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Chapter LIV.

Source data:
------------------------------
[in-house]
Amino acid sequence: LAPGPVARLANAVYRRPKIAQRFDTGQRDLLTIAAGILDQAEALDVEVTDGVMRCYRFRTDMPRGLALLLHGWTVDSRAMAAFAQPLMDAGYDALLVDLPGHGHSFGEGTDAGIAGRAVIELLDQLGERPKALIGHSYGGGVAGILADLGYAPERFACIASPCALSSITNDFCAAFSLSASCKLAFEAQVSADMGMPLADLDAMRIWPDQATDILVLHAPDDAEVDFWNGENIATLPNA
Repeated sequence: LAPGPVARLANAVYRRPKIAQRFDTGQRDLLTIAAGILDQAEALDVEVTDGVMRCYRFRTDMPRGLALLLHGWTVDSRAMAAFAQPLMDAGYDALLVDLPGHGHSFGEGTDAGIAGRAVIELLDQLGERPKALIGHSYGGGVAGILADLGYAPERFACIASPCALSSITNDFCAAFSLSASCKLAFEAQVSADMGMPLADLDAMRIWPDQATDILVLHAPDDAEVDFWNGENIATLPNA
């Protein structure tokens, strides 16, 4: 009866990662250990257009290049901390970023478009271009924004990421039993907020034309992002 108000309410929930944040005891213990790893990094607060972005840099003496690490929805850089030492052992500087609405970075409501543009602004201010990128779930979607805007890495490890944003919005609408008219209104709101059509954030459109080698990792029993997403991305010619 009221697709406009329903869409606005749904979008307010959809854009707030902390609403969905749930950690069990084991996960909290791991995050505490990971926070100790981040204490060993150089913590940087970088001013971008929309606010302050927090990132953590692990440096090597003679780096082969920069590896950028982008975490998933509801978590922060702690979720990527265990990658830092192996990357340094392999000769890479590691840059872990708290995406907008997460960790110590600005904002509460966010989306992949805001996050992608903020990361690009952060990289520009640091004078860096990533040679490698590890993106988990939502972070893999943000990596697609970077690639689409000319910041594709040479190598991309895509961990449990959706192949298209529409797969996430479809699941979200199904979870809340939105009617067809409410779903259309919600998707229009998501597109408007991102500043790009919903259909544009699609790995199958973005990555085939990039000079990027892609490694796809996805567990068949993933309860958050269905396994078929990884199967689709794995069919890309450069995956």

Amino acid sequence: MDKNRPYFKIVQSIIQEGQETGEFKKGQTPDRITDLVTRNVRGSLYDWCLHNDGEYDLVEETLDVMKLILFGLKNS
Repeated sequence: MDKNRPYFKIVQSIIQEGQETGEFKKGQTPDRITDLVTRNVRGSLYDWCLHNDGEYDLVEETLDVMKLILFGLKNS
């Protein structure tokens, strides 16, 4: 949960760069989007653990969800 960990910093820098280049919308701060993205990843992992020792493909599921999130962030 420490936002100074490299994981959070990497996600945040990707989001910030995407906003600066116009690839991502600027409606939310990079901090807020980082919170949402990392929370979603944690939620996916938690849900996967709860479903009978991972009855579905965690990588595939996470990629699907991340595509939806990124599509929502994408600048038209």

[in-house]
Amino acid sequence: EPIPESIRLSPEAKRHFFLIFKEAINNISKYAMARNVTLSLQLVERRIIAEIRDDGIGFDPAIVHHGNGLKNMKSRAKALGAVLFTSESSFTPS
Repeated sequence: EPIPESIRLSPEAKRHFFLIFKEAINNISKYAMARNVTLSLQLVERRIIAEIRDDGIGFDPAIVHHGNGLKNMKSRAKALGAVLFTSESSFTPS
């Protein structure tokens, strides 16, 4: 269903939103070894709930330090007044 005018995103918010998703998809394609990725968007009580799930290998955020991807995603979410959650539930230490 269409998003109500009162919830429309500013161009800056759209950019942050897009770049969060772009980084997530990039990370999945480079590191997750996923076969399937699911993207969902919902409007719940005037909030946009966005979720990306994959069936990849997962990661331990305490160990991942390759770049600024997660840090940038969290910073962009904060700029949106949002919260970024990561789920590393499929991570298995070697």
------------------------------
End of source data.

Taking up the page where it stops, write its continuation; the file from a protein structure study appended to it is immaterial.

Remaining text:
But since he sends us to Hercules, let him repeat to us any of his sayings, and let him justify his shameful subjection to Omphale.  Let him show that divine honours should be paid to one who, like a highway robber, carries off a farmer’s ox by force, and afterwards devours it, amusing himself meanwhile with the curses of the owner; in memory of which even to this day sacrifices offered to the demon of Hercules are accompanied with curses.  Again he proposes Æsculapius to us, as if to oblige us to repeat what we have said already; but we forbear.  In regard to Orpheus, what does he admire in him to make him assert that, by common consent, he was regarded as a divinely inspired man, and lived a noble life?  I am greatly deceived if it is not the desire which Celsus has to oppose us and put down Jesus that leads him to sound forth the praises of Orpheus; and whether, when he made himself acquainted with his impious fables about the gods, he did not cast them aside as deserving, even more than the poems of Homer, to be excluded from a well-ordered state.  For, indeed, Orpheus says much worse things than Homer of those whom they call gods.  Noble, indeed, it was in Anaxarchus to say to Aristocreon, tyrant of Cyprus, “Beat on, beat the shell of Anaxarchus,” but it is the one admirable incident in the life of Anaxarchus known to the Greeks; and although, on the strength of that, some like Celsus might deservedly honour the man for his courage, yet to look up to Anaxarchus as a god is not consistent with reason.  He also directs us to Epictetus, whose firmness is justly admired, although his saying when his leg was broken by his master is not to be compared with the marvellous acts and words of Jesus which Celsus refuses to believe; and these words were accompanied by such a divine power, that even to this day they convert not only some of the more ignorant and simple, but many also of the most enlightened of men.

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